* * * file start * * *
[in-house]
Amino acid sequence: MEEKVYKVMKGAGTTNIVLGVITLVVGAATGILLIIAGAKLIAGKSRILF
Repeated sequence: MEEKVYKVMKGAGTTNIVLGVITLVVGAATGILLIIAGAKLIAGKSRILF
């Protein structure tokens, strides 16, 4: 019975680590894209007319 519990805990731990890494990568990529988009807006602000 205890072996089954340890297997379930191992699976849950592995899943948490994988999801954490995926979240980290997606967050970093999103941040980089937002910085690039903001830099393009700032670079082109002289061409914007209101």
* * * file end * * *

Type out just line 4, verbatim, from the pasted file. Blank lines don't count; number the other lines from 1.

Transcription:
């Protein structure tokens, strides 16, 4: 019975680590894209007319 519990805990731990890494990568990529988009807006602000 205890072996089954340890297997379930191992699976849950592995899943948490994988999801954490995926979240980290997606967050970093999103941040980089937002910085690039903001830099393009700032670079082109002289061409914007209101």